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ctt-journal > Paina et al. (Abstract)

Paina et al. (Abstract)

Cellular Therapy and Transplantation (CTT), Vol. 3, No. 12
doi: 10.3205/ctt-2011-No12-abstract60

© The Authors. This abstract is provided under the following license: Creative Commons Attribution 3.0 Unported

Abstract accepted for "5th Raisa Gorbacheva Memorial Meeting Hematopoietic Stem Cell Transplantation in Children and Adults", Saint Petersburg, Russia, September 18–20, 2011

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Use of haploidentical stem-cell transplantation with KIR mismatch as salvage therapy for poor-risk acute leukemia

Olesya V. Paina, Elena V. Babenko, Alla A. Golovacheva, Alexander L. Alyanskiy, Elena V. Semenova, Natalia V. Stancheva, Igor A. Lisukov, Ludmila S. Zubarovskaya, Boris V. Afanasyev

R.M. Gorbacheva Memorial Institute of Children Hematology and Transplantation, St. Petersburg Pavlov State Medical University, St. Petersburg, Russia

Correspondence: Olesya V. Paina, R.M. Gorbacheva Memorial Institute of Children Hematology and Transplantation, St. Petersburg Pavlov State Medical University, 6/8, Tolstoy str., St. Petersburg, 197022, Russia, E-mail: paina@spam is badmail.ru

Abstract

Introduction: Haploidentical hematopoietic stem cell transplantation (haplo-HSCT) has made tremendous progress over the past 20 years and has become a feasible option for leukemia patients without HLA-matched related or unrelated donors. The early complications including severe acute graft-versus-host disease (aGVHD), graft failure, delayed engraftment and in addition, disease recurrence, have limited the usage of this approach. NK-cell alloreactivity is determined by the presence in the donor of NK cells expressing inhibitory killer cell Ig-like receptors (KIRs) that recognize HLA class I allotypes present in the donor but lacking in the recipient. This phenomenon can improve event-free survival (EFS) after haplo-HSCT, especially in AML patients.   

Aim: To compare the efficacy of KIR-ligand mismatched and matched haplo-HSCT in patients with very high risk of acute lymphoblastic or myeloid leukemia.

Methods: Twenty-one children and adolescents with hematological malignancies were included in the study. Details on patient and donor characteristics are reported in Table 1. The median number of infused CD34+ cells was 8.9×106 (range 3.9–25.8) per kg b.w. Children with evidence of donor engraftment who survived more than 14 days and more than 90 days from transplantation were evaluated for occurrence of aGVHD and chronic GVHD, respectively, according to established criteria.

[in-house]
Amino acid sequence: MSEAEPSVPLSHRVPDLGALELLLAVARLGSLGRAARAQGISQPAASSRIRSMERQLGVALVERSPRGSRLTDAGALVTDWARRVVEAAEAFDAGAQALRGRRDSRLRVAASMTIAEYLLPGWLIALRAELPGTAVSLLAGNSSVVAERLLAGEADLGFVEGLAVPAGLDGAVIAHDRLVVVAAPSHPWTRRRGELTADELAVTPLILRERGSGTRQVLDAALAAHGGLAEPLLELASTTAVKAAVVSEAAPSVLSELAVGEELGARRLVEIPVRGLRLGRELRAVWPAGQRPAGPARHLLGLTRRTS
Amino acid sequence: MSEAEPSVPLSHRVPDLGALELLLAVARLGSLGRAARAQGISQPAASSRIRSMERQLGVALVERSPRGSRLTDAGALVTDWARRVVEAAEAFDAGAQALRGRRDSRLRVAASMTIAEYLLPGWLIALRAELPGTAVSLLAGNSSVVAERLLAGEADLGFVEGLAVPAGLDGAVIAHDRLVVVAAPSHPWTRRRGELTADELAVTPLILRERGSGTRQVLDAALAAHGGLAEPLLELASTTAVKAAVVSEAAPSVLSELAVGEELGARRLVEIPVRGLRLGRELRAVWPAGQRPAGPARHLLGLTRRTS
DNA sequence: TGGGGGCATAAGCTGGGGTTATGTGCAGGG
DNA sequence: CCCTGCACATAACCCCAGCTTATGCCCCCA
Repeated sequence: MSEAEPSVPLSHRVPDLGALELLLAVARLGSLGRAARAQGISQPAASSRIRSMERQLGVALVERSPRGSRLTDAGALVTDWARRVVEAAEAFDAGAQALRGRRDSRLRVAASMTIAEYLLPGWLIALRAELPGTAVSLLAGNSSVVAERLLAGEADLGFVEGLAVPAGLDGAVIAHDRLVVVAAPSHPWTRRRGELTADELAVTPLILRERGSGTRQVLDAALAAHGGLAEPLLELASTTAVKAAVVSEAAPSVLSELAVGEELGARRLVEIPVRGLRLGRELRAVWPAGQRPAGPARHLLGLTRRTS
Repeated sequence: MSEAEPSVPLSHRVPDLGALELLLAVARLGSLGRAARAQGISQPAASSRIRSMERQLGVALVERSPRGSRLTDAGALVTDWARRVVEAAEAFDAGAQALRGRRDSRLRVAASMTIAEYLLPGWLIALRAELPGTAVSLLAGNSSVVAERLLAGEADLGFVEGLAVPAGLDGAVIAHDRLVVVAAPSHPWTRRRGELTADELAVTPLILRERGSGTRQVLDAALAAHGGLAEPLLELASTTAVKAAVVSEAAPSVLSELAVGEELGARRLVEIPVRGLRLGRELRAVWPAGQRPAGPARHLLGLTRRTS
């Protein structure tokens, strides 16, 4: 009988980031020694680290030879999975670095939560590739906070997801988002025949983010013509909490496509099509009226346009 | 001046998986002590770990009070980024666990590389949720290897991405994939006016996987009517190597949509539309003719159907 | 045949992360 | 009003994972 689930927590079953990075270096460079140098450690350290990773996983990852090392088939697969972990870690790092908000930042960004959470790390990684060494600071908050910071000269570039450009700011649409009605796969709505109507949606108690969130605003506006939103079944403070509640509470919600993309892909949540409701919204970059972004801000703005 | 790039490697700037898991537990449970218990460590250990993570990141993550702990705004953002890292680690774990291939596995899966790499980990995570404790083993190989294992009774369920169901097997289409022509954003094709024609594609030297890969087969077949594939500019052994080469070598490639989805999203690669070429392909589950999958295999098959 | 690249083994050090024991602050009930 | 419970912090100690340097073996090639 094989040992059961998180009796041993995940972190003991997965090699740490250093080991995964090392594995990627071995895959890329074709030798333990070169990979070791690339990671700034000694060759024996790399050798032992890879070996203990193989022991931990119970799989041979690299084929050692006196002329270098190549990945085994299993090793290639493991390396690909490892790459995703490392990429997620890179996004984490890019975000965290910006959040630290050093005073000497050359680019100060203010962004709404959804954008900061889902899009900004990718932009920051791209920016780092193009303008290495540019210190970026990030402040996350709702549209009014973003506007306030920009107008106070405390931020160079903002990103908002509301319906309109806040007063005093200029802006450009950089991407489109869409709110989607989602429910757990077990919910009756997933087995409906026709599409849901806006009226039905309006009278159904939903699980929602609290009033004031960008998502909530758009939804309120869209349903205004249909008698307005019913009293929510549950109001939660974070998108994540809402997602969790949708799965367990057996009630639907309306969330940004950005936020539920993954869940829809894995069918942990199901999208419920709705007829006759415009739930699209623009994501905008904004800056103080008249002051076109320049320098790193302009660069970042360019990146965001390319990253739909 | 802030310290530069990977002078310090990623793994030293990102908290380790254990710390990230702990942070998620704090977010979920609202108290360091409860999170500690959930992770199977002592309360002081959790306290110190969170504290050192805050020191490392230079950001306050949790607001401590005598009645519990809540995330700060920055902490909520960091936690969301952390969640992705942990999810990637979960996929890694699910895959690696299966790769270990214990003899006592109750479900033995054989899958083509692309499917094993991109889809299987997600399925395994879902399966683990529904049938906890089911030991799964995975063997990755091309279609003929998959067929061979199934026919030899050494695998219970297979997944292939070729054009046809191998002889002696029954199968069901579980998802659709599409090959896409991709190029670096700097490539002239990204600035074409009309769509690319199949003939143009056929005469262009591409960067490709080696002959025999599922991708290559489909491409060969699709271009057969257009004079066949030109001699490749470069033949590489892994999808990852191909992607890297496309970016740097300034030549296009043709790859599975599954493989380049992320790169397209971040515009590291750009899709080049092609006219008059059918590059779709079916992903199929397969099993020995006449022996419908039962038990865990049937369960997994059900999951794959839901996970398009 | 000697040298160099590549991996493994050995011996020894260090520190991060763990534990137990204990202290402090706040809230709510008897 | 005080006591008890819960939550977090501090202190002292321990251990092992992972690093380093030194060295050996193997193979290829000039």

Table 1. Patient, donor, and graft characteristics

Case

Sex

Age at Tx

Diagnosis

Disease status at Tx

Donor

No of CD34+ cells infused (x106/kg)

No of CD3+ cells infused (x107/kg)

KIR-ligand-mismatched (GvH dir.)

aGvHD

chGvHD

Outcome

1

M

4

ALL

Relapse

Father

14

n.e

Yes

Grade II

Limited

Alive (+542 days)

2

F

6

ALL

Resistant

Mother

7.5

n.e

Yes

Grade II

Extensive

Alive (+575 days)

3

F

7

ALL

CR 1

Father

12.2

n.e

No

No

Limited

Alive (+513 days, relapse)

4

F

2

ALL

Resistant

Mother

25.8

n.e

Yes

Grade I

n.e.

Dead (+30 days, relapse)

5

M

19

ALL

Resistant

Father

6.4

3.2

Yes

No

n.e.

Dead (+17 days, rejection)

6

F

1

ALL

Relapse

Mother

12.9

n.e

Yes

Grade II

Extensive

Alive (+465 days)

7

M

5

ALL

Relapse

Mother

7.4

11

Yes

Grade III

Extensive

Alive (+420 days)

8

F

19

ALL

Relapse

Father

6.7

n.e

Yes

n.e.

n.e.

Dead (+7days, relapse)

9

F

2

ALL

Relapse

Father

20

5

No

No

n.e.

Dead (+33days, relapse)

10

F

16

ALL

Resistant

Mother

5.1

n.e

No

Grade IV

n.e.

Dead (+128days, aGvHD)

11

F

15

AML

Resistant

Brother

4

n.e

No

n.e.

n.e.

Dead (+30 days, rejection)

12

F

18

AML

Resistant

Mother

10

n.e

No

Grade IV

n.e.

Dead (+21 days, aGvHD)

13

F

8

ALL

Resistant

Father

14

1.2

No

n.e.

n.e.

Dead (+31 days, relapse)

14

F

8

ALL

Relapse

Mother

4.8

2.4

No

n.e.

n.e.

Dead (+73 days, relapse)

15

M

9

ALL

Resistant

Mother

4.5

n.e

Yes

n.e.

n.e.

Dead (+121 days, aGvHD)

16

M

17

AML

Resistant

Mother

6.1

4.31

No

No

n.e.

Dead (+158 days, relapse)

17

M

30

AML

Resistant

Mother

7

1.8

Yes

Grade II

Limited

Alive (+304)

18

F

22

AML

Relapse

Mother

3.9

3.41

No

n.e.

n.e.

Dead (+69 days, rejection)

19

M

27

AML

CR 2or>

Sister

1.83

11.9

No

No

n.e.

Alive (+217 days, relapse)

20

M

9

ALL

CR 2or>

Father

4.5

n.e

No

Grade IV

n.e.

Dead (+58 days, aGvHD)

21

M

12

ALL

Resistant

Father

8.24

5.5

Yes

n.e.

n.e.

Dead (+62 days, relapse)

F, female; M, male; Tx, transplantation; ALL, acute lymphoblastic leukemia; AML, acute myeloid leukemia; CR, complete remission; GVHD, graft-versus-host disease; n.e, not evaluable

Cell Ther Transplant. Vol. 3, No. 12. doi:10.3205/ctt-2011-No12-abstract60-table1


Results:
One-year overall survival (OS) and EFS were higher in patients after KIR-ligand mismatched haplo-HSCT compared with KIR-ligand matched haplo-HSCT: 50% and 50% vs. 27% and 18% respectively. NK-alloreactivity increases OS in very high risk ALL patients to 44.4% vs. 16.7%; EFS was 33.3% vs 0%. aGVHD developed in 9 pts (43%), but it was not the main reason of mortality (III–IV stage in 4 pts, 19%).

Conclusions: Haplo-HSCT is effective as salvage therapy for patients with very high-risk acute leukemia. The main reason for treatment failure after haplo-HSCT remains relapse, which requires continuing therapy by immunotherapy with/without chemotherapy.

Figure 1. OS after haplo-HSCT in acute leukemia patients; Figure 2. OS after haplo-HSCT in ALL patients

Keywords: haploidentical HSCT, KIR-ligand mismatched

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